Lebanon Daily News Brief 02/28/2022

Monday, February 28, 2022


KSA and France to Establish Joint Support For Lebanese People
During talks between Saudi Foreign Minister Prince Faisal bin Farhan Al Saud and the French Minister of Europe and Foreign Affairs Jean-Yves Le Drian in Paris, the two governments agreed on financing several humanitarian projects in Lebanon, which includes offering direct support to non-governmental organizations in the relief and public aid sectors, especially targeting hospitals and primary health care centers. [Reuters]

Ukrainian Ambassador Thanks Lebanon For Support, Russian Ambassador: FM Statement ‘Won’t Affect Relations’
The Ukrainian Ambassador to Lebanon Ihor Ostash said in a press conference, “From all my heart, I thank the Lebanese government and its people for standing behind us . . . We are receiving many support messages on our social media pages from Lebanese people showing their support to us in our war.” [L’Orient Today] Meanwhile, Russian Ambassador to Lebanon Alexander Rudakov has said that the  statement issued by the Lebanese Ministry of Foreign Affairs and Emigrants condemning Russia’s invasion of Ukraine, “does not take into consideration the cordial and historic bilateral relations between the two countries. . . . It will not affect our relation . . . During the difficult days, we know who is with us and who is against us.” [Naharnet]

Hundreds of Lebanese Students Stranded in Ukraine
Hundreds of Lebanese students studying in Ukraine – who are among the more than 10,000 students from the Arab world –  are now caught in the middle of the Russian invasion. According to France 24, “1,300 Lebanese students were studying in the country [before the invasion]. Half managed to flee by their own means, but the rest are stuck.” Lebanese Foreign Minister Abdallah Bou Habib said that planes will be sent to neighboring Poland and Romania at a date to be announced later. [France 24]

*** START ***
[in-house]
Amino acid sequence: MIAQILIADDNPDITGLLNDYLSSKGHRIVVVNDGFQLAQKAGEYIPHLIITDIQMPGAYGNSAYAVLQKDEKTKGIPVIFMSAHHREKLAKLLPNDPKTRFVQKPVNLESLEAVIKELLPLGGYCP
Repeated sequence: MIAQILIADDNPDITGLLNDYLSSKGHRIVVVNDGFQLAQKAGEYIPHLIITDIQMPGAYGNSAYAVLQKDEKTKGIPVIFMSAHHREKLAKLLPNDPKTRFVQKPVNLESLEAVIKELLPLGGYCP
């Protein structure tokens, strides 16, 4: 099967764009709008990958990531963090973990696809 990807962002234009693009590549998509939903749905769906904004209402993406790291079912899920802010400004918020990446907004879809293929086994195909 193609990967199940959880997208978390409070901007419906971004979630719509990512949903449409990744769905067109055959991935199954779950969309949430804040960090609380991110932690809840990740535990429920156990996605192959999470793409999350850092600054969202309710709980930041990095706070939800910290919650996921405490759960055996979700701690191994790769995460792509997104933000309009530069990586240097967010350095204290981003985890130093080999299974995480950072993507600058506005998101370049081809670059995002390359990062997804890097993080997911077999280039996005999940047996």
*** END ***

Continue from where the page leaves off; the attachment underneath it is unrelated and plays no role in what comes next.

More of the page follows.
Middle East Institute
Data Shows Nowhere In Syria Is Safe For Return
Ashley Jordan, Samy Akil, Karam Shaar

Jordan et al. writes, “All host countries should end the use of force, coercion, and incentives to drive Syrians back to Syria before it is safe, especially while there is a near complete absence of monitoring and safeguarding measures. The fundamental principle of non-refoulement as established in the 1951 Refugee Convention should hold firm at the core of all stakeholder policies, and the categorization of any area as “safe” should not be determined solely on the basis of whether or not military operations are being carried out there. Syrians are subject to many types of risks and violations, as our research shows; these can be both explicit and implicit, and based on varied factors including political affiliations, area of origin, religion, gender, tribe, and more.”

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Disclaimer: The views and opinions expressed in these articles are those of the author and do not necessarily reflect the position of the American Task Force on Lebanon, a non-profit, nonpartisan leadership organization of Lebanese-Americans.